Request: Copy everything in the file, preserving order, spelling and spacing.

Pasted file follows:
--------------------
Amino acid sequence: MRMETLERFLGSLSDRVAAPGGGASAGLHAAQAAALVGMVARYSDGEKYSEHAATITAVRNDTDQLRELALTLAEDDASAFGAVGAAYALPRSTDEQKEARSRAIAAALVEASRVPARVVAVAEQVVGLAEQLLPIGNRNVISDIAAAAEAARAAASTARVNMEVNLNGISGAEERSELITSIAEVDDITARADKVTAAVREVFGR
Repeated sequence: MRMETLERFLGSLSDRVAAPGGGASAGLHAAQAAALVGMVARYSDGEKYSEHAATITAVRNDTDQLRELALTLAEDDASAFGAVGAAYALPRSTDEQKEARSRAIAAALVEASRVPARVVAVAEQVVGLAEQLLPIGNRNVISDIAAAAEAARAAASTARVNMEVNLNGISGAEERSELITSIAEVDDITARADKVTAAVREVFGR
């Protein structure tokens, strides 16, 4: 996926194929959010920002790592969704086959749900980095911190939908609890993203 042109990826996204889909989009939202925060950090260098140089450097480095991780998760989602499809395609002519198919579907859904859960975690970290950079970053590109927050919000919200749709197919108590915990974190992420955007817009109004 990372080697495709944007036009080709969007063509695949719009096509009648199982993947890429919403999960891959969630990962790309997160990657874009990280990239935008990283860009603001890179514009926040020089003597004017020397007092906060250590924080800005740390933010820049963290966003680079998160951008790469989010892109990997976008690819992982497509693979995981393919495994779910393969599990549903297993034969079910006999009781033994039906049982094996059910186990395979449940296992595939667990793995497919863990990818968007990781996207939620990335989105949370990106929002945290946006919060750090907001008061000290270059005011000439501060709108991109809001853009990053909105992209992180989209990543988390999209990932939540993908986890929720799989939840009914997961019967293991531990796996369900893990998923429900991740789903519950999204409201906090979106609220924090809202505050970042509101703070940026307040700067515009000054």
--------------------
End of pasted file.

Amino acid sequence: MRMETLERFLGSLSDRVAAPGGGASAGLHAAQAAALVGMVARYSDGEKYSEHAATITAVRNDTDQLRELALTLAEDDASAFGAVGAAYALPRSTDEQKEARSRAIAAALVEASRVPARVVAVAEQVVGLAEQLLPIGNRNVISDIAAAAEAARAAASTARVNMEVNLNGISGAEERSELITSIAEVDDITARADKVTAAVREVFGR
Repeated sequence: MRMETLERFLGSLSDRVAAPGGGASAGLHAAQAAALVGMVARYSDGEKYSEHAATITAVRNDTDQLRELALTLAEDDASAFGAVGAAYALPRSTDEQKEARSRAIAAALVEASRVPARVVAVAEQVVGLAEQLLPIGNRNVISDIAAAAEAARAAASTARVNMEVNLNGISGAEERSELITSIAEVDDITARADKVTAAVREVFGR
């Protein structure tokens, strides 16, 4: 996926194929959010920002790592969704086959749900980095911190939908609890993203 042109990826996204889909989009939202925060950090260098140089450097480095991780998760989602499809395609002519198919579907859904859960975690970290950079970053590109927050919000919200749709197919108590915990974190992420955007817009109004 990372080697495709944007036009080709969007063509695949719009096509009648199982993947890429919403999960891959969630990962790309997160990657874009990280990239935008990283860009603001890179514009926040020089003597004017020397007092906060250590924080800005740390933010820049963290966003680079998160951008790469989010892109990997976008690819992982497509693979995981393919495994779910393969599990549903297993034969079910006999009781033994039906049982094996059910186990395979449940296992595939667990793995497919863990990818968007990781996207939620990335989105949370990106929002945290946006919060750090907001008061000290270059005011000439501060709108991109809001853009990053909105992209992180989209990543988390999209990932939540993908986890929720799989939840009914997961019967293991531990796996369900893990998923429900991740789903519950999204409201906090979106609220924090809202505050970042509101703070940026307040700067515009000054």